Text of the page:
When I first caught sight of my son's reception classroom a year ago, I was struck by how much it looked like nursery not school, as well as by the freedom pupils had to choose what they wanted to do and the amount of playing they did.
Frankly at times it all looked a bit chaotic.
Indeed reception classrooms nowadays bear little resemblance to those most of us experienced as children in infant school.
Gone are rows of desks and chairs, carpet time is key and mysterious sounding jargon such as 'free flow' and 'child-initiated learning' abounds.
So what's going on with modern reception teaching? And if all work and no play leaves Jack a dull boy, does all play and no work (or seemingly little) leave him an ill-educated one?
A bit of background info
Since September 2008, all reception classes in England have had to follow the Early Years Foundation Stage (EYFS). This covers birth to age five in childcare settings such as nurseries and childminders too, so you might already be familiar with it. Wales, Scotland and Northern Ireland have similar approaches – Scotland's is the early level of the Curriculum for Excellence, Wales and Northern Ireland have 'Foundation Phase' curriculums.
The main impact of all this is that your child's learning should be play-based and in England at least, that their progress will be tracked using the EYFS 'profile'.
How they'll learn
Your four-year-old won't be sat doing formal reading or writing all day or be at a desk facing a blackboard. Instead there will be opportunities to discover things through experimentation and activities such as sharing stories at carpet time, or through plain old-fashioned playing.
A good chunk of the day will be 'child-led' - they can choose to do what they're interested in, but some activities will be 'teacher-led' - sitting together as a class learning letter sounds or in small groups making something.
So it's all just like nursery then?
Well the style of learning shouldn't be dissimilar to nursery – this means reception is less of a shock to such young children and much research suggests active play-based learning is more effective for this age group. There might be a bit more group time on the carpet and small group 'work' than in nursery and the subject matter covered will differ.
What they'll learn
The learning through play lark doesn't however mean that your child won't be beginning to read and write, rather that it's all done in a relatively fun and relaxed way and children who aren't ready to get stuck in with the 3Rs aren't forced to do so.
Out goes the formal learning methods and in are songs about letter sounds, counting games and the like.
The EYFS curriculum has quite a broad focus and its areas of learning very much encompasses non-academic characteristics such as social and emotional development, as well as writing, reading and numeracy.
In practice, most teachers place quite a lot of emphasis on the building blocks for reading, with 'phonics' playing a key part in this. This all starts with basic letter sounds and blending them together so a child can begin to read simple words and sentences. Basic numeracy is covered too – for example, counting up to 10 or 20 items and one more or less than - as is writing.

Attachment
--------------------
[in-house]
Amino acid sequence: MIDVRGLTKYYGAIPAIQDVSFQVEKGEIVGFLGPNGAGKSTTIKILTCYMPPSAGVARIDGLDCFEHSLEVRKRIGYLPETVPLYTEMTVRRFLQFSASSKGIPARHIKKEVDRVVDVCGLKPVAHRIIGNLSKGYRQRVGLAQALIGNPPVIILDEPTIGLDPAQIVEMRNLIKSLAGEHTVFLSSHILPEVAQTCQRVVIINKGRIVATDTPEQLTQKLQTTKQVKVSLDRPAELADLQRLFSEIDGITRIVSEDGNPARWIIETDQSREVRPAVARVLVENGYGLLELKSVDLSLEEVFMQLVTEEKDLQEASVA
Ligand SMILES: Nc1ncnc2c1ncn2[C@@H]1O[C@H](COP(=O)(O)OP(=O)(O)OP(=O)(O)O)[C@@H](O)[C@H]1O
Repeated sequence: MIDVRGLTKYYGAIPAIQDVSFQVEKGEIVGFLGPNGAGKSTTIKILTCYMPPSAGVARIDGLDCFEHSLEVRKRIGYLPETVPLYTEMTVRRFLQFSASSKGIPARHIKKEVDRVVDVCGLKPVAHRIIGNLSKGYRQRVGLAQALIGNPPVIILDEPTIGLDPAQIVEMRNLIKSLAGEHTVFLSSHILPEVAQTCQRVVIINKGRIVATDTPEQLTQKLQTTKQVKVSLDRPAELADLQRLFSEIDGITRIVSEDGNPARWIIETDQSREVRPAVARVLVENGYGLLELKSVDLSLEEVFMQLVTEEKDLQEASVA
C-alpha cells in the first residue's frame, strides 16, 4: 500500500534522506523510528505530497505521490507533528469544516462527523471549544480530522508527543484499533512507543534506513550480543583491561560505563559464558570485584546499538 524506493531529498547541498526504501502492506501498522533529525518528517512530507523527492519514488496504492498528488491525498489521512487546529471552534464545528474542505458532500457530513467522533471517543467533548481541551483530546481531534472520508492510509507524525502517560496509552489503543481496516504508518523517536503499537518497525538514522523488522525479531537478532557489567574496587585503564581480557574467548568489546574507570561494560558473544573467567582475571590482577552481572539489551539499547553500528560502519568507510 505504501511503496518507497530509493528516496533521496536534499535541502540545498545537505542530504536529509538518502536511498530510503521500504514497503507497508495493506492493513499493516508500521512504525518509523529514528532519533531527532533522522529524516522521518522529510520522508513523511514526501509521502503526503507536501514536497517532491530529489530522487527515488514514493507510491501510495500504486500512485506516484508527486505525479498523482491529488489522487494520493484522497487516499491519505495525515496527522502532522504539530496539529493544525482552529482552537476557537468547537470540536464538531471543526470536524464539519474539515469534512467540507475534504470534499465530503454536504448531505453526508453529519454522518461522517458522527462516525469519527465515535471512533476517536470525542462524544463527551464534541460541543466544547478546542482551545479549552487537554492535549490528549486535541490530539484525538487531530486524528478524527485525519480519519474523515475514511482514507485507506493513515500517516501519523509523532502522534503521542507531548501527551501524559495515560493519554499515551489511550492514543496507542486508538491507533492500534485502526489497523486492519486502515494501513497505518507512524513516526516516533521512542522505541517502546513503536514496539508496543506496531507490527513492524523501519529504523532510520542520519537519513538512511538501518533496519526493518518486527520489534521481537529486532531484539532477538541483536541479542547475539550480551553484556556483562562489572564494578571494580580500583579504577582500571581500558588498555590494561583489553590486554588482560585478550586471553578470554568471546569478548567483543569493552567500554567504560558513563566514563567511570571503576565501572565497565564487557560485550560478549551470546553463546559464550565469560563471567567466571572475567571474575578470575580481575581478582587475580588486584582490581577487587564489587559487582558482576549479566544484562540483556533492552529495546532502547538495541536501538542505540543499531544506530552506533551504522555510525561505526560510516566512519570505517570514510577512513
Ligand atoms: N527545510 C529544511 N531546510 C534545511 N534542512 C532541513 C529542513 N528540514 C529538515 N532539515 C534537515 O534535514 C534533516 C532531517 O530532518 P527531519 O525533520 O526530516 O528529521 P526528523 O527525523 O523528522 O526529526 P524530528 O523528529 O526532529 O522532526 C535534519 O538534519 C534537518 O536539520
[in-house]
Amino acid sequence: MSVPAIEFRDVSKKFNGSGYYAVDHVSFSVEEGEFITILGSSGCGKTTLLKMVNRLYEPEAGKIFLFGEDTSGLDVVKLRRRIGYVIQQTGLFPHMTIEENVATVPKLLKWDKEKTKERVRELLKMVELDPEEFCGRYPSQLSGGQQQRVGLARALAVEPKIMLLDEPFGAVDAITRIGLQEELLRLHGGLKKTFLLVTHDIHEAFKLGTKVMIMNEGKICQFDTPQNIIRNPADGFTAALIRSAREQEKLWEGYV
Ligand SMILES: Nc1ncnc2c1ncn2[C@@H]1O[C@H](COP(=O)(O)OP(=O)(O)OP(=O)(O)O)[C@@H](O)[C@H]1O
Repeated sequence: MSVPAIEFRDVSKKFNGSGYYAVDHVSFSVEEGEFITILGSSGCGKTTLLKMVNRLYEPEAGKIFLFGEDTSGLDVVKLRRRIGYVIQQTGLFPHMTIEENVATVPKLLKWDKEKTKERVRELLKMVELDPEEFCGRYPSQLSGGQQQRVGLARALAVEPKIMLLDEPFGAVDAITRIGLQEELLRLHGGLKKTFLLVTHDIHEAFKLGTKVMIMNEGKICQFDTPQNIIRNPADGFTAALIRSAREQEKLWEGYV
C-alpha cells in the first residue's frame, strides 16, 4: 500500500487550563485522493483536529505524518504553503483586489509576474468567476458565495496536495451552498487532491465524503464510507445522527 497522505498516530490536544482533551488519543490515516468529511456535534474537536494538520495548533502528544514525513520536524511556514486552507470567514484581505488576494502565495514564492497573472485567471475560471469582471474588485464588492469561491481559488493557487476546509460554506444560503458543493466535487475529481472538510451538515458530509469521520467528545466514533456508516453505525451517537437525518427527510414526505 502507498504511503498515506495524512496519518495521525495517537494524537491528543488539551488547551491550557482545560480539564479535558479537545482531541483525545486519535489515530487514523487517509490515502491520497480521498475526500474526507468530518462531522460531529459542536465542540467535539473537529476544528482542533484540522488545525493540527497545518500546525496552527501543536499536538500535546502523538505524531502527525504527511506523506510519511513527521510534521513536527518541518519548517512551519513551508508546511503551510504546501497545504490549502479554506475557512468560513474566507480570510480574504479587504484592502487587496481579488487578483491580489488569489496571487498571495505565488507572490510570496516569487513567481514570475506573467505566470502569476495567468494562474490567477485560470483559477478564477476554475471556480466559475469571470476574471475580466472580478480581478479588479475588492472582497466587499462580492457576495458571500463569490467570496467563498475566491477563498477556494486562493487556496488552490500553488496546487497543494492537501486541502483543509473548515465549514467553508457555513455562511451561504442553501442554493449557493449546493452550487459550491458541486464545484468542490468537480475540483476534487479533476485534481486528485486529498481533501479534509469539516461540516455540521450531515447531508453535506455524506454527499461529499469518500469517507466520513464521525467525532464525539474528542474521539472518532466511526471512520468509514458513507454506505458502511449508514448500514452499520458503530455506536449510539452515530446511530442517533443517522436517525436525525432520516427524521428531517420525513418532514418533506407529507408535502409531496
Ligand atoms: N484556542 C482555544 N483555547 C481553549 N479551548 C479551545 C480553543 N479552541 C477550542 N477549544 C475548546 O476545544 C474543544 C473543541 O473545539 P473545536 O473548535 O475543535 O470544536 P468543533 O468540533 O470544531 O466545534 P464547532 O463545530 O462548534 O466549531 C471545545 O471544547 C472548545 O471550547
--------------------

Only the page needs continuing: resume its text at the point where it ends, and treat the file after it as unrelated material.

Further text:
If your child can already read or count into the hundreds or thousands before they even start, bear in mind that the reception day is quite varied and reading and counting will form a relatively small part of this. Reception children have lots of fun with interest-grabbing projects, nature walks, painting and drawing – the list is endless and the scope for boredom should be tiny even for very bright children.
How will I know how they're doing?
Reception children are observed against 17 different learning areas. They certainly shouldn't be aware this is happening and there is no question of them being 'tested'.
For each of the 17 areas, at the end of reception, their report will say whether they have met or exceeded the goals or are still working towards them (called 'emerging'). The idea is that teachers and parents get a tangible way of seeing how a child has progressed and the details are passed to your child's year 1 teacher too after reception.
But surely all this play doesn't prepare them for moving into year 1?
It's a fair question to wonder whether this informal, child-led approach leaves kids able to cope with the later years at school. Will they suddenly be expected to sit down and get on with it in year 1 and will it all be a terrible shock?
Schools are largely very aware of this issue and most have a transition period where play-based learning continues for at least part of year 1 and the Welsh curriculum uses this approach up to the age of seven.
If you're feeling cynical, remember that in most other European countries, a similar approach has been going on for years for four and five year-olds and indeed slightly older kids too with excellent results.
At the end of my son's reception year, a lot of my misgivings had been overcome. Yes, such play-based learning seemed a little intangible at times; if I asked my son "what did you do at school today" he quite often answered "I just played". But his first year was a fun-packed, lovely introduction to school life. And he learned more than I could ever have imagined, without a worksheet or spelling test in sight.
Liat Hughes Joshi is author of Raising Children: The Primary Years, published by Prentice Hall Life.
How was your child's experience of reception and the Early Years Foundation Stage?
Are you pleased with his or her progress or would you prefer a more 'old-fashioned' teaching method?
More in our Starting School series: